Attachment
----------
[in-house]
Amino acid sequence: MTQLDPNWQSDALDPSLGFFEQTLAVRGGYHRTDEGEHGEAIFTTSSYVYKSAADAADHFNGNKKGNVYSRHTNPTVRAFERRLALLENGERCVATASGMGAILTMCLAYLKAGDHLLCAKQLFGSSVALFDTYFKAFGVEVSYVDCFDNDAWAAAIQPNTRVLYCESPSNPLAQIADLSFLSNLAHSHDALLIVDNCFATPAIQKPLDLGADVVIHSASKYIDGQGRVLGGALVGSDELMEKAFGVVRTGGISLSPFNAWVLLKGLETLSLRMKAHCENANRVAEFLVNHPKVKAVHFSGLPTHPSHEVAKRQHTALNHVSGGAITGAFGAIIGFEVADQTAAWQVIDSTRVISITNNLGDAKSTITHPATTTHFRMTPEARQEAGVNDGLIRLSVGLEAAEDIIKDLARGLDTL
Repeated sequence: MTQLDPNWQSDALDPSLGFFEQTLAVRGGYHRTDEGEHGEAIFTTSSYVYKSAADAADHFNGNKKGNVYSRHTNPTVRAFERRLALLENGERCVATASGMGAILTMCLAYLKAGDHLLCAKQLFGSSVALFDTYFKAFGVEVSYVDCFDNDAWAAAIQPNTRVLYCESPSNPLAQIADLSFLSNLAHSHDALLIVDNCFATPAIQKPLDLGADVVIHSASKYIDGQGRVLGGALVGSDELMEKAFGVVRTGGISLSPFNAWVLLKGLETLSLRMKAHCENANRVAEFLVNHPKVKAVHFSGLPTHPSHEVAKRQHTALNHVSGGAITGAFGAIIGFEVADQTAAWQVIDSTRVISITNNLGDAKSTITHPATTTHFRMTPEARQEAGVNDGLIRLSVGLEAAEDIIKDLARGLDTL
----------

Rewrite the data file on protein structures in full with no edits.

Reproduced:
[in-house]
Amino acid sequence: MTQLDPNWQSDALDPSLGFFEQTLAVRGGYHRTDEGEHGEAIFTTSSYVYKSAADAADHFNGNKKGNVYSRHTNPTVRAFERRLALLENGERCVATASGMGAILTMCLAYLKAGDHLLCAKQLFGSSVALFDTYFKAFGVEVSYVDCFDNDAWAAAIQPNTRVLYCESPSNPLAQIADLSFLSNLAHSHDALLIVDNCFATPAIQKPLDLGADVVIHSASKYIDGQGRVLGGALVGSDELMEKAFGVVRTGGISLSPFNAWVLLKGLETLSLRMKAHCENANRVAEFLVNHPKVKAVHFSGLPTHPSHEVAKRQHTALNHVSGGAITGAFGAIIGFEVADQTAAWQVIDSTRVISITNNLGDAKSTITHPATTTHFRMTPEARQEAGVNDGLIRLSVGLEAAEDIIKDLARGLDTL
Repeated sequence: MTQLDPNWQSDALDPSLGFFEQTLAVRGGYHRTDEGEHGEAIFTTSSYVYKSAADAADHFNGNKKGNVYSRHTNPTVRAFERRLALLENGERCVATASGMGAILTMCLAYLKAGDHLLCAKQLFGSSVALFDTYFKAFGVEVSYVDCFDNDAWAAAIQPNTRVLYCESPSNPLAQIADLSFLSNLAHSHDALLIVDNCFATPAIQKPLDLGADVVIHSASKYIDGQGRVLGGALVGSDELMEKAFGVVRTGGISLSPFNAWVLLKGLETLSLRMKAHCENANRVAEFLVNHPKVKAVHFSGLPTHPSHEVAKRQHTALNHVSGGAITGAFGAIIGFEVADQTAAWQVIDSTRVISITNNLGDAKSTITHPATTTHFRMTPEARQEAGVNDGLIRLSVGLEAAEDIIKDLARGLDTL